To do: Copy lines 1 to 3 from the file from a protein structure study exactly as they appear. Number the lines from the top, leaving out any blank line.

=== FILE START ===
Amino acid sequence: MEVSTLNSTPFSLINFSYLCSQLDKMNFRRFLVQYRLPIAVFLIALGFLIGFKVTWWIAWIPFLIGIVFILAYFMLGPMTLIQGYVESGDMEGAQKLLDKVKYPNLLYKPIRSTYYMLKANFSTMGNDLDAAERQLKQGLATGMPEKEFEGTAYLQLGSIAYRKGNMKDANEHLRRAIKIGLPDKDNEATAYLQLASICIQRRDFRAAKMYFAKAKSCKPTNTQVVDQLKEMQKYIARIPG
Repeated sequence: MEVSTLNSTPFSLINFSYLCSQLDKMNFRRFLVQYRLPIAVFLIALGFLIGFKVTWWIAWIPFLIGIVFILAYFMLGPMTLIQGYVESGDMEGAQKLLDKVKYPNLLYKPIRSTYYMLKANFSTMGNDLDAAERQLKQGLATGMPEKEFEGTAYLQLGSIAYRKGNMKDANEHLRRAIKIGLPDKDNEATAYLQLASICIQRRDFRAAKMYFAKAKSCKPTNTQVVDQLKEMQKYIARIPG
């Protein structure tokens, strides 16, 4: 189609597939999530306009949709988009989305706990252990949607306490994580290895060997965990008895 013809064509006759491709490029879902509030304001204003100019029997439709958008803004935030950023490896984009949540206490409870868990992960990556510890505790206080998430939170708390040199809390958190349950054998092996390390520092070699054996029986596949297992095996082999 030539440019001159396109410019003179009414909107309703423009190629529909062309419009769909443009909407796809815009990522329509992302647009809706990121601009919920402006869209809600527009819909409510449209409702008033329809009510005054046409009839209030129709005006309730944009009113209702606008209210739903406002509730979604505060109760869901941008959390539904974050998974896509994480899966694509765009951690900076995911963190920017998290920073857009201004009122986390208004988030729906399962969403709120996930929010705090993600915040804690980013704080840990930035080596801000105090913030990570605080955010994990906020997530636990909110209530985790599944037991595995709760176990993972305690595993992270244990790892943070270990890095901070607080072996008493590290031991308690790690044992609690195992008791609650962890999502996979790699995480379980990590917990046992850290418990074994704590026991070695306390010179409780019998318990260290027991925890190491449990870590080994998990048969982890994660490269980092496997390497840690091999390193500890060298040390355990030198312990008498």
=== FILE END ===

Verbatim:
Amino acid sequence: MEVSTLNSTPFSLINFSYLCSQLDKMNFRRFLVQYRLPIAVFLIALGFLIGFKVTWWIAWIPFLIGIVFILAYFMLGPMTLIQGYVESGDMEGAQKLLDKVKYPNLLYKPIRSTYYMLKANFSTMGNDLDAAERQLKQGLATGMPEKEFEGTAYLQLGSIAYRKGNMKDANEHLRRAIKIGLPDKDNEATAYLQLASICIQRRDFRAAKMYFAKAKSCKPTNTQVVDQLKEMQKYIARIPG
Repeated sequence: MEVSTLNSTPFSLINFSYLCSQLDKMNFRRFLVQYRLPIAVFLIALGFLIGFKVTWWIAWIPFLIGIVFILAYFMLGPMTLIQGYVESGDMEGAQKLLDKVKYPNLLYKPIRSTYYMLKANFSTMGNDLDAAERQLKQGLATGMPEKEFEGTAYLQLGSIAYRKGNMKDANEHLRRAIKIGLPDKDNEATAYLQLASICIQRRDFRAAKMYFAKAKSCKPTNTQVVDQLKEMQKYIARIPG
């Protein structure tokens, strides 16, 4: 189609597939999530306009949709988009989305706990252990949607306490994580290895060997965990008895 013809064509006759491709490029879902509030304001204003100019029997439709958008803004935030950023490896984009949540206490409870868990992960990556510890505790206080998430939170708390040199809390958190349950054998092996390390520092070699054996029986596949297992095996082999 030539440019001159396109410019003179009414909107309703423009190629529909062309419009769909443009909407796809815009990522329509992302647009809706990121601009919920402006869209809600527009819909409510449209409702008033329809009510005054046409009839209030129709005006309730944009009113209702606008209210739903406002509730979604505060109760869901941008959390539904974050998974896509994480899966694509765009951690900076995911963190920017998290920073857009201004009122986390208004988030729906399962969403709120996930929010705090993600915040804690980013704080840990930035080596801000105090913030990570605080955010994990906020997530636990909110209530985790599944037991595995709760176990993972305690595993992270244990790892943070270990890095901070607080072996008493590290031991308690790690044992609690195992008791609650962890999502996979790699995480379980990590917990046992850290418990074994704590026991070695306390010179409780019998318990260290027991925890190491449990870590080994998990048969982890994660490269980092496997390497840690091999390193500890060298040390355990030198312990008498």